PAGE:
Storytelling is such a rich, beautiful part of human creativity. We use stories to inspire and entertain our young ones. We share stories to keep family traditions alive, and pass down wisdom. We use storytelling to bring people into our corner of the world, or help them understand what we’re going through.
Myths, folklore, epic poems, and oral tradition turn into short stories, novels, movies, podcasts, web series—no matter the creative medium, storytelling is the foundation. Some stories remind us what’s really important, while others remind us not to take things too seriously. Stories help us communicate, connect, and put ourselves in other people’s shoes.
Why Storytelling is Good for Creativity
Storytelling and creativity are inherently linked. In fact, there is an element of storytelling to almost all creative work! Here are just a couple ways artists use storytelling in the creative process:
Brainstorming creative ideas – Great artists seek out different types of inspiration for their work—stories are a great source of inspiration! Hearing new stories (or new versions of old stories) can strike a chord and inspire the artist to create something new.
Plus, artists can tell stories of their process to help other artists brainstorm their own creative ideas. By sharing the story of how the work was created (or how the idea for the work came about), you can inspire another artist to try something new themselves!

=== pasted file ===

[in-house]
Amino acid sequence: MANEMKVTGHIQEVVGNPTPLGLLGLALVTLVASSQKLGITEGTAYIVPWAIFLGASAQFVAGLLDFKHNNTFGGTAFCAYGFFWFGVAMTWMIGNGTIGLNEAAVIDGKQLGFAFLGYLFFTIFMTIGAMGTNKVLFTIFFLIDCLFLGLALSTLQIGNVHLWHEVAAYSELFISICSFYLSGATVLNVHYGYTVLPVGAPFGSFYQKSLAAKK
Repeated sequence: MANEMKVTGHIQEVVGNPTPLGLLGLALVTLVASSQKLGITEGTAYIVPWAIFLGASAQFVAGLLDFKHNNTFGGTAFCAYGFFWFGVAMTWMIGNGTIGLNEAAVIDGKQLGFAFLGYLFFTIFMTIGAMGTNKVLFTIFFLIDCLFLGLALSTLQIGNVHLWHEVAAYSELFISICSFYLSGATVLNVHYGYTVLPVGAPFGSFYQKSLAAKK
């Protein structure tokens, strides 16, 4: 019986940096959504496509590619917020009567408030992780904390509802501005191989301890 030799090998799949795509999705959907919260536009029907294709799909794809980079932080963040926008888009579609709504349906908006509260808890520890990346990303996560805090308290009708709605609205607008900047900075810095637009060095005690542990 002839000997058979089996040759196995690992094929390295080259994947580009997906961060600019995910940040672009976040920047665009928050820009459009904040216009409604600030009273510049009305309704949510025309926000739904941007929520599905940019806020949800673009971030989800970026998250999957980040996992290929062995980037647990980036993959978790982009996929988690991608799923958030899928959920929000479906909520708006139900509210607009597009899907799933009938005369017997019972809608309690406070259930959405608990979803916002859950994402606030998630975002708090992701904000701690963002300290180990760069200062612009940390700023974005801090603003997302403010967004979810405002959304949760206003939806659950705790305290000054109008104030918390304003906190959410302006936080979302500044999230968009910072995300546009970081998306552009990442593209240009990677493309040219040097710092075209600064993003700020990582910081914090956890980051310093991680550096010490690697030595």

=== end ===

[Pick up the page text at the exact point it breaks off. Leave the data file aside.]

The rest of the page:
Making the work more personal – Artists want to connect to their work, and help others connect to it, too! Photographers, painters, and other visual artists use storytelling elements to inspire their work and give it a creative point of view. In some cases this might mean creating a cast of characters in the inanimate objects you are studying. In other cases, maybe it means digging deeper into the subject matter to find a historical story you can pull inspiration from.
This isn’t exclusive to the artist—the viewer uses stories to personalize the work, too. Every viewer will see something unique in the piece and use their own life experience to bring meaning and significance to the work.
When the art lives in someone’s home, it becomes part of its own story, too! Every time you show it to a guest, talk about it, move it to a different spot, or see something “new” within it, the story grows.
Coming Soon: Three Characters from My Own Story
I love to use storytelling in my own photography. Telling stories about my photos helps people be more interested and emotionally invested in the work.
For my own photos, I like to use storytelling in two ways:
- Sharing the process behind the photo – The story behind where it was taken, how I stumbled upon it, and what was going through my mind helps everyone better understand the end result.
- Bringing the subject of the photo to life – Personality shouldn’t be just for portraits! Nature subjects and still objects can also have life and personality. I like to dream up characters and personalities for certain things I shoot. I find this helps me connect to the scene myself, and helps the people who see and buy my art to connect to the scene as well.
Come back to the blog soon to meet the first of several “characters” from my own work!
In the meantime, visit my shop to get a sneak peek of the stories I’ve captured so far.